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Lost In The Donut Hole

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There’s not too much disagreement that the federal government’s implementation of the Medicare Part D drug prescription program has run the gamut from fiasco to disaster.

Indications are that the initial serious difficulties are starting to get straightened out but not before causing mass confusion among seniors and many reported incidents of Medicare beneficiaries not being able to get their drug prescriptions filled at all when the program went into effect.

The seeds of this mess probably were planted in the design of the program when Congress cobbled it together in a way that only Congress can.

I remember thinking that one almost had to be a math major with skills in advanced algebra or even calculus in order to figure out how much would be coming out of pocket and how much of the tab the government would pick up.

Then of course there was the notorious donut. Beneficiaries were pretty much covered until their expenses hit $2,250 a year. Once expenses went past that, there was no coverage until another $3,600 was spent out of pocket, at which point coverage resumed.

This “gap” in coverage, as the government terms it (otherwise known as the “donut” to everyone else), presumably was constructed to make the entire program affordable. While on the one hand it’s easy to see how this could cause rampant confusion, on the other hand it’s just one other hole to get lost in. First, there was Alice getting lost down the rabbit hole; then light getting lost in a black hole; and now seniors getting lost in a donut hole.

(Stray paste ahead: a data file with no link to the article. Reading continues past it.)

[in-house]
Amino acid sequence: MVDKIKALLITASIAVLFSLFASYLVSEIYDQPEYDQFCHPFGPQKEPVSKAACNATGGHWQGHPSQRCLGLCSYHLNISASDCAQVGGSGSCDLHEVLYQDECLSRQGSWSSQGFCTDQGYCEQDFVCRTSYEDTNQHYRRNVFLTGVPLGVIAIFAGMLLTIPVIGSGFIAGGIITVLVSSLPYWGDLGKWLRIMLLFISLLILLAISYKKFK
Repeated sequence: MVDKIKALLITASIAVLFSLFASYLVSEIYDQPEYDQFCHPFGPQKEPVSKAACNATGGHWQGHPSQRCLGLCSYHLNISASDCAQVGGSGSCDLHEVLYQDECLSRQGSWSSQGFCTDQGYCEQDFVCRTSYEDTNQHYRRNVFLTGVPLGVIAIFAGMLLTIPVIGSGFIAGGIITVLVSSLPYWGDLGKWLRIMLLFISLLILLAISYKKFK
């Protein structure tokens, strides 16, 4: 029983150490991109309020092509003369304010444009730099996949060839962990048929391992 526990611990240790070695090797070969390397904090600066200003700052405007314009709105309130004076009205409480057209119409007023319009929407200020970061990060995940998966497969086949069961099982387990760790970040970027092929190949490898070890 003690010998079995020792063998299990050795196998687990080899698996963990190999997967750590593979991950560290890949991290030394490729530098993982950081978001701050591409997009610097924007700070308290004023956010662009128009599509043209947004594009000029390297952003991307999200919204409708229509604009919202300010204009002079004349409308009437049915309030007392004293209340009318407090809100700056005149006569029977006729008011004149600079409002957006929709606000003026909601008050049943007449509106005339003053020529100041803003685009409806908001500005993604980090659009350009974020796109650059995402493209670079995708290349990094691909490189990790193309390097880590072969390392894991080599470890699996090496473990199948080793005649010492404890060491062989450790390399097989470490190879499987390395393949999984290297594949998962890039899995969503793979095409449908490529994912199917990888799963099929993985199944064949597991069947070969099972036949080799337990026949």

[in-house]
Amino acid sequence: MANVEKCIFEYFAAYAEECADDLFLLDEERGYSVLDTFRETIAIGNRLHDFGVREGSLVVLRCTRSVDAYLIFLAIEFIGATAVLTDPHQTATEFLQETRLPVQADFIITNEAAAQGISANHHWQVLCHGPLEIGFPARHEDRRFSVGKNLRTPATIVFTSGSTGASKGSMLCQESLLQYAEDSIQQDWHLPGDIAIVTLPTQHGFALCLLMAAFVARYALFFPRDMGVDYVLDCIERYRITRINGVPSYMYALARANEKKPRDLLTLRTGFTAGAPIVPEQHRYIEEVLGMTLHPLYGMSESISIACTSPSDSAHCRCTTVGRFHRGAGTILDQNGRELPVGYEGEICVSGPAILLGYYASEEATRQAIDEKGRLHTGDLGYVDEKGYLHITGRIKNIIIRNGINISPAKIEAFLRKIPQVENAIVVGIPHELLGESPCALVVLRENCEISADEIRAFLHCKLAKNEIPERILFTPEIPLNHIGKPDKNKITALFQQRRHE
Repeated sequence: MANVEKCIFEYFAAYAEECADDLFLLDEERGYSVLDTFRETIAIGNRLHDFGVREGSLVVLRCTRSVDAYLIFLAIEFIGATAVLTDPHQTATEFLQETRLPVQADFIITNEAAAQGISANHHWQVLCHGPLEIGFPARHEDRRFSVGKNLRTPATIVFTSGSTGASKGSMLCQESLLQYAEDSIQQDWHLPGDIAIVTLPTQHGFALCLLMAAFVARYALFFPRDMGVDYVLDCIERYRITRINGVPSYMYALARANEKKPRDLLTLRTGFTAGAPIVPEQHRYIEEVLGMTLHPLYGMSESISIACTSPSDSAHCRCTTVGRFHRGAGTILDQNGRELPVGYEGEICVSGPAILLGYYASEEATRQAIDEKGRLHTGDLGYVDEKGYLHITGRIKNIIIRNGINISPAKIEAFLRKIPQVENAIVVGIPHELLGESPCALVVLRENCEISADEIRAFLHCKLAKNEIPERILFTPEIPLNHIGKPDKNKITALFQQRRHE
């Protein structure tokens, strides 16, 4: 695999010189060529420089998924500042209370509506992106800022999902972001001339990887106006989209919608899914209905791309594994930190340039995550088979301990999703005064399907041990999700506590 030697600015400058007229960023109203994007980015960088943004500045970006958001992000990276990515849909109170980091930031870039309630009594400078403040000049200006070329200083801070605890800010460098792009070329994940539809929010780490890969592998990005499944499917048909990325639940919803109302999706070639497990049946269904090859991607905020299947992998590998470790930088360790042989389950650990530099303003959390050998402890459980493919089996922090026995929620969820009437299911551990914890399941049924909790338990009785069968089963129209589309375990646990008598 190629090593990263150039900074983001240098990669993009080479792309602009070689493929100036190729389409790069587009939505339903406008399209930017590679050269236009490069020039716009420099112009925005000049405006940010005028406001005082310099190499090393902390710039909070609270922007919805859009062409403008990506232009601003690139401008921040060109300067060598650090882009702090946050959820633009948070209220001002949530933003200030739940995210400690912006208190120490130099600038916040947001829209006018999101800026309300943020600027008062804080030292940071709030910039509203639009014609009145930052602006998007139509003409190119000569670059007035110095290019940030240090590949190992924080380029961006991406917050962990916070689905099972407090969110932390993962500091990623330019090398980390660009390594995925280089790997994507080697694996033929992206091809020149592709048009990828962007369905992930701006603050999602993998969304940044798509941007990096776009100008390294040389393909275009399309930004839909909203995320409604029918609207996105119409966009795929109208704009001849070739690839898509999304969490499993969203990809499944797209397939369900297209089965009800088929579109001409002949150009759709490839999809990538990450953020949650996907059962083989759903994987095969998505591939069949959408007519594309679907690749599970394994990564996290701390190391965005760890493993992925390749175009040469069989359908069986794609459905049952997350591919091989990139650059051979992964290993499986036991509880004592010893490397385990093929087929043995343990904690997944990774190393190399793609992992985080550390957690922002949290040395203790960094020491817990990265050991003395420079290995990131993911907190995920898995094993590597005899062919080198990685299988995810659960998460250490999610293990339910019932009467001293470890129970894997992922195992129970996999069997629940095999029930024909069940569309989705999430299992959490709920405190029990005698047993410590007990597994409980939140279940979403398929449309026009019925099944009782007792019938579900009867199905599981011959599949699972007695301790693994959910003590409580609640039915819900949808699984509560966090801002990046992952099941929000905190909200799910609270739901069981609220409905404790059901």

And that was not the only place they got lost. With an unexpectedly large number of insurers vying for their business and with each one offering a different variation, the choices available to seniors were overwhelming.

They had to sort through many plans, comparing what a plan would offer to whatever medications they currently were taking. Many seniors may have developed a familiarity with formularies over the years, but many have not. Then there is weighing generics against brand-name prescription drugs.

It’s easy to see why initially many seniors felt like this huge expansion of the Medicare program–the biggest actually since its inception in the mid-1960s–was hardly a benefit at all.

Things got so bad in January that some states had to declare emergencies because scads of seniors could not get their badly needed prescriptions filled. This was literally a matter of life and death for some of the most vulnerable segments of the population across the country.

Interestingly, the insurance companies that are participating in the program have come in for relatively little flack. Most people are attributing the woes in getting off the ground to the inefficiency and incompetence of the government, not the insurers. What unaccustomed sweet relief!

Just recently Dr. Mark McClellan, administrator of the Centers for Medicare and Medicaid Services, which is overseeing (if that’s the right word) the Part D rollout, said the situation was getting better. So much better in fact that lower than expected costs have reduced the projected government outlays by some $130 billion. That much and the program’s only a month old! Surrealism had nothing on this.

Now, some senators are starting to talk about standardizing the offerings ? la Medigap. Sounds like a plan, gentlemen, but why don’t you take a breather before stirring the batter any more?

Steve Piontek



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